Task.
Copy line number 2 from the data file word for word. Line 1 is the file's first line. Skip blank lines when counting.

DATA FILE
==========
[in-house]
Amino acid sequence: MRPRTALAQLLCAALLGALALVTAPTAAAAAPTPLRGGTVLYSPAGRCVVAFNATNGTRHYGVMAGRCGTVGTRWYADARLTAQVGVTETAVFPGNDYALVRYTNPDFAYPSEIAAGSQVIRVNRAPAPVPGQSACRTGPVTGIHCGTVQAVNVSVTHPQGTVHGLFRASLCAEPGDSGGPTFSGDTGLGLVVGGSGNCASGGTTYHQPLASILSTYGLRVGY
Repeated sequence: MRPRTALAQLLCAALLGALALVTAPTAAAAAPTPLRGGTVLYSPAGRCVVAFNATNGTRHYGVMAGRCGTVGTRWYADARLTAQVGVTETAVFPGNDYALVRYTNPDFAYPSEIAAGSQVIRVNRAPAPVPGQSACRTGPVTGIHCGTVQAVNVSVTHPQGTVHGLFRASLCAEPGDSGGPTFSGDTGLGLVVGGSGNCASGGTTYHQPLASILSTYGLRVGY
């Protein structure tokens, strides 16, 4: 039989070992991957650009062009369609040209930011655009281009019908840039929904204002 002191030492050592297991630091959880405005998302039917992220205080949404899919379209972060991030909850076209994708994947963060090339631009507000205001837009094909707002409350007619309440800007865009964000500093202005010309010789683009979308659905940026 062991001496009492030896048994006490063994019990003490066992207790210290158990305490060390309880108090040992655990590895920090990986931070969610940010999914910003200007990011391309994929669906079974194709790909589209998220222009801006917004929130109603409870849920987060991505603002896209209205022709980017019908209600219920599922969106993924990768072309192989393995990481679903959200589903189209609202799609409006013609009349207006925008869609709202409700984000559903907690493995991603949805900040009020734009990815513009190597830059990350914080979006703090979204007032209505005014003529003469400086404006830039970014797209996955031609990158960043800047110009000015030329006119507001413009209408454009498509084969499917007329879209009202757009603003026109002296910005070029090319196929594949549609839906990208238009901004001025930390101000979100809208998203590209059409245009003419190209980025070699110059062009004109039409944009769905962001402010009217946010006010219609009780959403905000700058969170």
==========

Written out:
Amino acid sequence: MRPRTALAQLLCAALLGALALVTAPTAAAAAPTPLRGGTVLYSPAGRCVVAFNATNGTRHYGVMAGRCGTVGTRWYADARLTAQVGVTETAVFPGNDYALVRYTNPDFAYPSEIAAGSQVIRVNRAPAPVPGQSACRTGPVTGIHCGTVQAVNVSVTHPQGTVHGLFRASLCAEPGDSGGPTFSGDTGLGLVVGGSGNCASGGTTYHQPLASILSTYGLRVGY